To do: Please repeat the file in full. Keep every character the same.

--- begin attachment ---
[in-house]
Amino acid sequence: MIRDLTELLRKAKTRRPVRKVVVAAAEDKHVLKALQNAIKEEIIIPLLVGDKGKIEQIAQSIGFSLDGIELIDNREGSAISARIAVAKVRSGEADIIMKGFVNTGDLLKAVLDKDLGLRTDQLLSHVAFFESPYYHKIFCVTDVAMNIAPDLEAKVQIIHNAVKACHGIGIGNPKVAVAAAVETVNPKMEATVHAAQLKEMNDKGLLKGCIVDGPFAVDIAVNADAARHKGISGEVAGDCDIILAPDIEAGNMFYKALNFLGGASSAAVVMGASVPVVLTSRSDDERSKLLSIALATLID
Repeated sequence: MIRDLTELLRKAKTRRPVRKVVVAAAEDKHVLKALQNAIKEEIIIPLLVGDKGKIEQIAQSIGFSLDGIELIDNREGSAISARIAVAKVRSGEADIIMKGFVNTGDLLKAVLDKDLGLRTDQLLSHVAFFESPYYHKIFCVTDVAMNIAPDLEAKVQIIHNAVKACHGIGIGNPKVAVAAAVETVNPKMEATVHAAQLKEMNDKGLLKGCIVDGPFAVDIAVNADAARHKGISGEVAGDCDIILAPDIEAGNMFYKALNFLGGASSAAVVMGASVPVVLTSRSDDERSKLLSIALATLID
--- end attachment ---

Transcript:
[in-house]
Amino acid sequence: MIRDLTELLRKAKTRRPVRKVVVAAAEDKHVLKALQNAIKEEIIIPLLVGDKGKIEQIAQSIGFSLDGIELIDNREGSAISARIAVAKVRSGEADIIMKGFVNTGDLLKAVLDKDLGLRTDQLLSHVAFFESPYYHKIFCVTDVAMNIAPDLEAKVQIIHNAVKACHGIGIGNPKVAVAAAVETVNPKMEATVHAAQLKEMNDKGLLKGCIVDGPFAVDIAVNADAARHKGISGEVAGDCDIILAPDIEAGNMFYKALNFLGGASSAAVVMGASVPVVLTSRSDDERSKLLSIALATLID
Repeated sequence: MIRDLTELLRKAKTRRPVRKVVVAAAEDKHVLKALQNAIKEEIIIPLLVGDKGKIEQIAQSIGFSLDGIELIDNREGSAISARIAVAKVRSGEADIIMKGFVNTGDLLKAVLDKDLGLRTDQLLSHVAFFESPYYHKIFCVTDVAMNIAPDLEAKVQIIHNAVKACHGIGIGNPKVAVAAAVETVNPKMEATVHAAQLKEMNDKGLLKGCIVDGPFAVDIAVNADAARHKGISGEVAGDCDIILAPDIEAGNMFYKALNFLGGASSAAVVMGASVPVVLTSRSDDERSKLLSIALATLID